A Text(ile)Book Town Museum
Manchester (Google Maps Location)
August 25, 2007
I had one successful so-called “MegaQuest” under my belt with Friend of CTMQ RobC (a month prior in New Haven), who was up from New York for a day. It went so well, I decided to do another with Washington DC’s top Friend of CTMQ, EdHill (pictured with his now seasoned CTMQ thumbs here). This time, we headed northeast up Routes 44 and 6 to Manchester and beyond to Coventry, Mansfield, Storrs, and Willimantic. The weather was great, there’d be some guest appearances along the way, and time was a’tickin’.
Up first: The Old Manchester Museum. While this certainly implies there’s a newer version somewhere in town, there is not. This was another celebratory museum of the town in which it stands. I’d been to six already (East Hampton, Berlin, Collinsville, New Haven, East Haddam, and Wethersfield) which is about a quarter of all the museums I’d visited by this point. So I already knew a thing or two about what to expect. Like, for example, there’s always part of an old post office for some reason:
Ha! I knew it! But I digress – Manchester’s historical society has put together a great little museum and I will treat it with the respect it deserves. It’s not like this one will inexplicably have a baby doll randomly sitting in a corner too, like all the others seem to have for some reason…
Damnit. Surely there is something to set Manchester’s museum apart from the rest, right? You better believe it! Manchester is one of the (many) towns I’ve lived in in my pre-marriage hobo-like existence (At one point, I lived in the dining room of a friends apartment in the complex known as The Mills. I mention this for a reason as you’ll read below.) Manchester, like all Connecticut towns, has its own unique history and flavor.
The museum building, for one, has its own rather convoluted history. At one time (from 1859-1914) the building (then known as Cheney School) rested on a hill a short ways away. It had two school rooms on either side of a central hall with the boys’ entrance on the right and the girls’ entrance on the left.
In 1914, the entire building was lifted up and moved onto new foundations to its present location to make room for Cheney Brothers’ new dye house. In its new location it had a varied history, being used at times for a day care center, storage building, paint shop, emergency three-level school with a kitchen/cafeteria in the basement, and a children’s museum. In 1985, after hundreds of hours of volunteer labor, it became The Museum of Local History.
“Cheney Brothers?” “Dye house?” Be patient – don’t you want to know how Manchester came to be Manchester first? Way back in the day, Manchester was the camping ground of the Podunk Indians. Then it was part of Hartford known as “Five Mile Tract” for some reason. Later, the area came to be called Orford Parish (the “or” was from “Windsor” and the “ford” from “Hartford”) and was officially part of East Hartford. Orford Parish had about 1000 residents around 1790.
70 men from town fought in the Revolution and one particular resident, Captain Richard Pitkin (along with his sons), produced gun powder to supply the Continental Army. As a reward for this vital service, the new state of Connecticut granted the Pitkins a 25 year monopoly on the manufacture of glass. The Pitkin Glass Works made bottles, flasks, and inkwells until about 1830. Before that, town residents got their wish of incorporation and became Manchester in 1823.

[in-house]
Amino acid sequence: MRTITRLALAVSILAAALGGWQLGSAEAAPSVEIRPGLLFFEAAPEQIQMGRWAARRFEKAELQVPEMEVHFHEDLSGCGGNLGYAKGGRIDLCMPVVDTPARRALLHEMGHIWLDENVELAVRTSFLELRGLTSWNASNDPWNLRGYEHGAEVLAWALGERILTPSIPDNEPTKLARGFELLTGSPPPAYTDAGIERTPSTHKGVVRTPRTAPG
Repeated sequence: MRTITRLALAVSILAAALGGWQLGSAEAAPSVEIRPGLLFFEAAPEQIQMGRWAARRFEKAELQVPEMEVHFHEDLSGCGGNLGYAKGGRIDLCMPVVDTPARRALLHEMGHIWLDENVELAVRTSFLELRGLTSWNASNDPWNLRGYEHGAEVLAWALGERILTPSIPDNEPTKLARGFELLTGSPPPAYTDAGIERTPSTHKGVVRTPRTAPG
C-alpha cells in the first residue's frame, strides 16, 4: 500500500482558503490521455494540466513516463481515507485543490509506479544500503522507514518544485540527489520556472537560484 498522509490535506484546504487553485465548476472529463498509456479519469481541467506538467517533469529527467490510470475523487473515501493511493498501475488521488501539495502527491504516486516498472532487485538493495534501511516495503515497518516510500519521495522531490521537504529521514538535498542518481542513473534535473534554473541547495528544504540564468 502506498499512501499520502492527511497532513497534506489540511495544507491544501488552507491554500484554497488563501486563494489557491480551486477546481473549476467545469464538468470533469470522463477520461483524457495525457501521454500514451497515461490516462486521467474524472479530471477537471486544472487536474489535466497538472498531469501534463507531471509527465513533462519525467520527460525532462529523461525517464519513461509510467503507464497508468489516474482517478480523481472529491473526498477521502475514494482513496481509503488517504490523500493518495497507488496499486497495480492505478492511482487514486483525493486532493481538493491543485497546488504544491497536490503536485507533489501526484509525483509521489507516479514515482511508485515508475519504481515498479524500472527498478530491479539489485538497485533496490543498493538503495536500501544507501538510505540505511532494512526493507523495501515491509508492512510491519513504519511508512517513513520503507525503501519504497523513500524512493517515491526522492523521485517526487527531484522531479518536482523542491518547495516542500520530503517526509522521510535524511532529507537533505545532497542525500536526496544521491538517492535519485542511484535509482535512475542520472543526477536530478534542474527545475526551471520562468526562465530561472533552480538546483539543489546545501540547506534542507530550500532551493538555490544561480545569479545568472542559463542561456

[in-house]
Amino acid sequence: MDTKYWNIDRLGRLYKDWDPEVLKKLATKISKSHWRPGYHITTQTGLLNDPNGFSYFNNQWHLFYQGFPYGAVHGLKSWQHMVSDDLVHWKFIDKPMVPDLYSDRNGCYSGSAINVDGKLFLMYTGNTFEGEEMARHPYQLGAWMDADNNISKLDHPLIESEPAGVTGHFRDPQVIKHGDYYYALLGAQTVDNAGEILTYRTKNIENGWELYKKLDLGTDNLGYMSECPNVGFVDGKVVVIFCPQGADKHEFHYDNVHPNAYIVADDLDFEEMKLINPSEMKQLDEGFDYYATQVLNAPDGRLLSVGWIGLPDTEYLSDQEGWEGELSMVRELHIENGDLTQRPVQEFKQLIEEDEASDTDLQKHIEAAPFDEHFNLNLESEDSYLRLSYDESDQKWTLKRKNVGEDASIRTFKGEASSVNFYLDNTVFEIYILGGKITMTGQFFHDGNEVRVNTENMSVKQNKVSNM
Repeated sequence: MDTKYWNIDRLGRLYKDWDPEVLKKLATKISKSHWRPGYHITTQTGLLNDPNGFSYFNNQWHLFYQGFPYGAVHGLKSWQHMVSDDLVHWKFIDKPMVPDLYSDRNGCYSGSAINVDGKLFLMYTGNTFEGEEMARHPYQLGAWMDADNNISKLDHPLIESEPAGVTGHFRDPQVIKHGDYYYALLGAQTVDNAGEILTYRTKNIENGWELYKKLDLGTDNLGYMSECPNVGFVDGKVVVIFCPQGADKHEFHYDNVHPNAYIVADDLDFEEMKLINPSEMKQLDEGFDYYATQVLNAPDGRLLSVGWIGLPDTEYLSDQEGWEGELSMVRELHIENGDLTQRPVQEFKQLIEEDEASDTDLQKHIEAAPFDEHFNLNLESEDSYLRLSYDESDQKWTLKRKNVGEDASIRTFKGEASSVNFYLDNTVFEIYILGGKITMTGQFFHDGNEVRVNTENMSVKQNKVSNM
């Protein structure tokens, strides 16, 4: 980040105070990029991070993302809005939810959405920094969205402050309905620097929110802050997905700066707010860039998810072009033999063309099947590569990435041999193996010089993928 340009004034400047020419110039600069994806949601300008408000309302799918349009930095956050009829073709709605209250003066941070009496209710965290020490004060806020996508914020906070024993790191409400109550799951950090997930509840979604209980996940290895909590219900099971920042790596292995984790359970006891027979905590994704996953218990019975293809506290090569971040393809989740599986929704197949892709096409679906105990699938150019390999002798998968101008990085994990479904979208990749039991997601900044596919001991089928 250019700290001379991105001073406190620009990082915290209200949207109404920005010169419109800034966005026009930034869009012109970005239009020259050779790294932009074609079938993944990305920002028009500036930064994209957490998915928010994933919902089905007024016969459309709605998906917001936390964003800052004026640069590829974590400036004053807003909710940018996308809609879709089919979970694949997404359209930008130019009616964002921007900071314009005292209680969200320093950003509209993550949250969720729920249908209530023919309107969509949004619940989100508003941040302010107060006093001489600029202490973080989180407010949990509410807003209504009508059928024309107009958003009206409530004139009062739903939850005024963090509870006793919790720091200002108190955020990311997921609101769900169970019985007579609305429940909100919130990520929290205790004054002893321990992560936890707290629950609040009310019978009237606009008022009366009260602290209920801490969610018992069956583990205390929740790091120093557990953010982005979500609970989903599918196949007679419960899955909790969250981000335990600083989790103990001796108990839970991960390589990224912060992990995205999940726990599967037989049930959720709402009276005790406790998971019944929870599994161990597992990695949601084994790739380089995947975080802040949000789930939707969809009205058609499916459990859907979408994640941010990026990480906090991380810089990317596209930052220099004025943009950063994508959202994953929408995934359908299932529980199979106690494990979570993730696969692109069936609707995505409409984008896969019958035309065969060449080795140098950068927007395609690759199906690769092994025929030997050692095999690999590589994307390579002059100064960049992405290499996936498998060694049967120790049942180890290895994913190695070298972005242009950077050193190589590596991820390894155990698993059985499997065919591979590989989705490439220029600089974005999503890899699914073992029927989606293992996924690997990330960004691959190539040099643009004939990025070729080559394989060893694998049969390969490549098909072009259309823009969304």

So that’s how Manchester came to be. Now what was it about the Cheneys and the mills and the dye house I’ve mentioned? Ah – now it gets good! Since 1780 there have been various mills operating in town. The Hockanum River provided the energy and Irish immigrants often supplied the workforce. One mill, the Hilliard Company’s woolen mill, operated from 1780 until the late 1940’s – at which time it was the oldest family-owned continuously operated factory in the United States. Yeah, I find that sort of hard to believe too. (The first successful cotton mill in CT was here in Manchester as well.)
Enter the Cheney brothers. (By the way, “Cheney” here is pronounced “Chee-nee” as was made abundantly clear to us a few times.) Their factory mills were founded in 1838 and gradually became world famous for premium quality silk thread and fabrics – as well as for the invention of innovative silk processing techniques. One employee, Christopher Spencer, not only invented a silk spooling machine, but also the Spencer repeating rifle which helped the North win the Civil War.)
Cheney Brothers expanded and built a massive complex of factories right near where the Old Manchester Museum sits today; throughout their growth, they were renowned for their generosity – building over the course of 50 years a “model community” of workers’ housing as well as schools, Cheney Hall, a public library, churches, and public utilities. They even operated their own fire station – now known as the Cheney Fire Station Museum (our next stop, of course.)
Today, the Cheney factories and mill buildings have almost all been converted to apartments and lofts. I can’t remember the name of the one in which I lived, but they all have names like Yarn Mill, Ribbon Mill, Silk Mill, etc. They are pretty neat, actually. And I’ll go on record here, on CTMQ, thanking Mark M. for the kindness he showed me in letting me squat in his dining room for several months when I was “finding my way.” Note: I’ve found it just fine.